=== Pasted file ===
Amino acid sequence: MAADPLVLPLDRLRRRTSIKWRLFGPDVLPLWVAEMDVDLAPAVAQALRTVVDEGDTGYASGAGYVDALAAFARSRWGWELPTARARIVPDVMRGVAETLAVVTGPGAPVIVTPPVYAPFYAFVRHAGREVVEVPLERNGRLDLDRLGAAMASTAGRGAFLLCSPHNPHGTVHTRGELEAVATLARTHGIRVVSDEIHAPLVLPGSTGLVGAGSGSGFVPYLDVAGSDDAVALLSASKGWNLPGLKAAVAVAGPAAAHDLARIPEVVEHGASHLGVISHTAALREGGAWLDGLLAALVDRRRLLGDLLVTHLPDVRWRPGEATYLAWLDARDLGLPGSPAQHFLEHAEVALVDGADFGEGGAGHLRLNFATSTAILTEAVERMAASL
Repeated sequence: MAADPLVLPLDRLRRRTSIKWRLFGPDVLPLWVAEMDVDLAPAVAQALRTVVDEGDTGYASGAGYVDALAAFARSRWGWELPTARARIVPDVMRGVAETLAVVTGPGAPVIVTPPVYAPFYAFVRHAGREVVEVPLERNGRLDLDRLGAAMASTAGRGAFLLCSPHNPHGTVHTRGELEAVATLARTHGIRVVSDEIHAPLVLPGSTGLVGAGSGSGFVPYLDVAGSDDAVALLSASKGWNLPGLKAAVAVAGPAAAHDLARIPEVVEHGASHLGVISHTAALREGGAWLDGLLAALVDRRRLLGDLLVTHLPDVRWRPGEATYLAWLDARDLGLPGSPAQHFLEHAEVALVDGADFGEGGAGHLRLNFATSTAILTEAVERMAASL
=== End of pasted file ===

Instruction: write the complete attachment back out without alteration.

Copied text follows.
Amino acid sequence: MAADPLVLPLDRLRRRTSIKWRLFGPDVLPLWVAEMDVDLAPAVAQALRTVVDEGDTGYASGAGYVDALAAFARSRWGWELPTARARIVPDVMRGVAETLAVVTGPGAPVIVTPPVYAPFYAFVRHAGREVVEVPLERNGRLDLDRLGAAMASTAGRGAFLLCSPHNPHGTVHTRGELEAVATLARTHGIRVVSDEIHAPLVLPGSTGLVGAGSGSGFVPYLDVAGSDDAVALLSASKGWNLPGLKAAVAVAGPAAAHDLARIPEVVEHGASHLGVISHTAALREGGAWLDGLLAALVDRRRLLGDLLVTHLPDVRWRPGEATYLAWLDARDLGLPGSPAQHFLEHAEVALVDGADFGEGGAGHLRLNFATSTAILTEAVERMAASL
Repeated sequence: MAADPLVLPLDRLRRRTSIKWRLFGPDVLPLWVAEMDVDLAPAVAQALRTVVDEGDTGYASGAGYVDALAAFARSRWGWELPTARARIVPDVMRGVAETLAVVTGPGAPVIVTPPVYAPFYAFVRHAGREVVEVPLERNGRLDLDRLGAAMASTAGRGAFLLCSPHNPHGTVHTRGELEAVATLARTHGIRVVSDEIHAPLVLPGSTGLVGAGSGSGFVPYLDVAGSDDAVALLSASKGWNLPGLKAAVAVAGPAAAHDLARIPEVVEHGASHLGVISHTAALREGGAWLDGLLAALVDRRRLLGDLLVTHLPDVRWRPGEATYLAWLDARDLGLPGSPAQHFLEHAEVALVDGADFGEGGAGHLRLNFATSTAILTEAVERMAASL